This has been a long road coming for the talented Benedict Cumberbatch. After starring in virtually a dozen films over the past two years, all of which he makes a memorable impression, his turn as Alan Turing in Morten Tyldum’s “The Imitation Game” was the perfect vehicle for him to finally get his due. Cumberbatch’s work was hailed since Telluride and Toronto, and became an instant contender. For weeks, the Best Actor race looked like his to lose until the Keaton and Redmayne trains pulled in. With Harvey Weinstein and the power of his Oscar wand waving behind him, there’s no telling what he may be able to pull off on the night. Cumberbatch also proven his worth in the industry and this could be his first major step into a future Oscar win à la Colin Firth in “A Single Man.” Next time perhaps?
Michael Keaton – “Birdman or (the Unexpected Virtue of Ignorance)”
(Fox Searchlight Pictures)
OSCAR SCENE: “I should have been there.”
Telluride and Venice started the great Michael Keaton off on the highest of notes. From the first screening of “Birdman,” we knew that Keaton was going to be someone to contend for this year’s race. When the precursors started, it looked like a done deal for the 63-year-old actor as he walked away with the National Board of Review, and a slew of other awards including the Golden Globe and Critics Choice Movie Award. His speeches sure helped the cause by talking about his career, and thanking his son and calling him his best friend. Of the five nominees in the category, Keaton probably has the least likely shot to return. In fact, if he wins, he’ll be the second oldest winner in this category ever. And lastly, “Birdman” is on an upwards trajectory. It’s hard to see the film possibly winning Picture and Director, without its main man taking home the Oscar too. Interesting stat, 8 of the last 14 Best Picture winners, also had an acting win for their film. Of the six that did not, two of them did not have an acting nomination from their film (“The Lord of the Rings: The Return of the King” and “Slumdog Millionaire”). Could that just bode well for “Boyhood” in Picture when everything’s said and done?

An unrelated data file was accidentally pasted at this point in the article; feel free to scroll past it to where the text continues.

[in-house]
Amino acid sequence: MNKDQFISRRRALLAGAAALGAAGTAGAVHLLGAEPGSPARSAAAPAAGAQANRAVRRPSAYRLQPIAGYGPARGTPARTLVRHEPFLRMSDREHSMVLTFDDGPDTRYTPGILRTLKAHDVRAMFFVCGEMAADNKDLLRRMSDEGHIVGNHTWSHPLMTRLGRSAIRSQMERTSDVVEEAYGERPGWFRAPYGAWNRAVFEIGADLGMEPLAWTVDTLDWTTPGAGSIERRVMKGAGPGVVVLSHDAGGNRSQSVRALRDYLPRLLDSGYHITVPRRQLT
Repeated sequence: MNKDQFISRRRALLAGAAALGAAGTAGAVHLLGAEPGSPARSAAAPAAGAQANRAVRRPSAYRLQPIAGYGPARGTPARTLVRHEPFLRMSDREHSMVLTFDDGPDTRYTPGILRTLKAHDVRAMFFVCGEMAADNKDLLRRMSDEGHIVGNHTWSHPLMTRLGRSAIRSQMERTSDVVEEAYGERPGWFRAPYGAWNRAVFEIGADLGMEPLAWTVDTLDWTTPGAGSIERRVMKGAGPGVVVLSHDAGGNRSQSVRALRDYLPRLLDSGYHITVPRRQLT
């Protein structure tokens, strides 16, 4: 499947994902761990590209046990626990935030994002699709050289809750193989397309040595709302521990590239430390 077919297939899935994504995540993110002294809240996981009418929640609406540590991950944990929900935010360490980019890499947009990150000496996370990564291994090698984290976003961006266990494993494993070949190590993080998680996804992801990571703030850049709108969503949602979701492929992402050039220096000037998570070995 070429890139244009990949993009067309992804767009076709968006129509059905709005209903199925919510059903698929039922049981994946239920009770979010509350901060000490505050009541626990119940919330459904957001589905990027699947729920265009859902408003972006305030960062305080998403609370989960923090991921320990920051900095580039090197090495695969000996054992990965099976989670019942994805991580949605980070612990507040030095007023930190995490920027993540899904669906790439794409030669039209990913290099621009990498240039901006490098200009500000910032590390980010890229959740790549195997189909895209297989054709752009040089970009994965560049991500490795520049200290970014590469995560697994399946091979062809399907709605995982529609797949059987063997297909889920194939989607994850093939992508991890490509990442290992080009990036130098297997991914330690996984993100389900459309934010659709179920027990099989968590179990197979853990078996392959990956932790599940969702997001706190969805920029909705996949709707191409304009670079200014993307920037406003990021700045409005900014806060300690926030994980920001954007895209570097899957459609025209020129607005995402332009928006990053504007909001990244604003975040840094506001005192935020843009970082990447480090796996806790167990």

Eddie Redmayne – “The Theory of Everything”
OSCAR SCENE: “Thank you.”
Eddie Redmayne blazed onto the good graces of many as Marius in Tom Hooper’s “Les Miserables,” a performance that should have brought him his first nomination. As Stephen Hawking, Redmayne hits a new career high, burying himself in the body, eyes, mind, and soul of a brilliant man. Eddie’s transformation has been the talk surrounding the film all season long, bringing constant comparisons to Daniel Day-Lewis’ Oscar-winning turn in “My Left Foot” over 25 years ago. Kicking off a precise and stellar campaign with a win at the Golden Globes in Best Actor (Drama), his reign didn’t end there. Redmayne went on to surprisingly win the SAG Award against frontrunner Keaton, and virtually cake walked to the stage at the BAFTA awards, all happening when ballots were firmly in AMPAS voters hands. He would be the eighth youngest winner in the history of Best Actor. Bananas.
This is a death match between a man who’s career should have brought him multiple nominations but was virtually ignored and a man who takes on the role of his career and hits it out of the park. Then there’s the man who also delivers his career best in a film that has made more money than anyone would have thought. It’s hard to see Michael Keaton losing if “Birdman” is winning Picture, which also brings me to the question to how many Oscars is “Birdman” actually going to win if not Keaton? Is it possibly a two or three statue winner? If Eddie is winning, does he become the representation for “The Theory of Everything” or is the wide open race for Original Score opened now for Golden Globe winning composer Johann Johansson? And if Cooper wins, does that “Sniper” is taking both sounds and perhaps Film Editing? All this is related to one another.
When in doubt, go with your SAG winner. That’s the safe answer for you. I’m choosing to go with the career narrative for Keaton on this one, especially if “Birdman” is winning.
PREDICTED WINNER: Michael Keaton
ALTERNATE: Eddie Redmayne
SPOILER: Bradley Cooper
SHOULD HAVE BEEN NOMINATED: Oscar Isaac (“A Most Violent Year”), David Oyelowo (“Selma”), Channing Tatum (“Foxcatcher”)
Discuss in the comments below.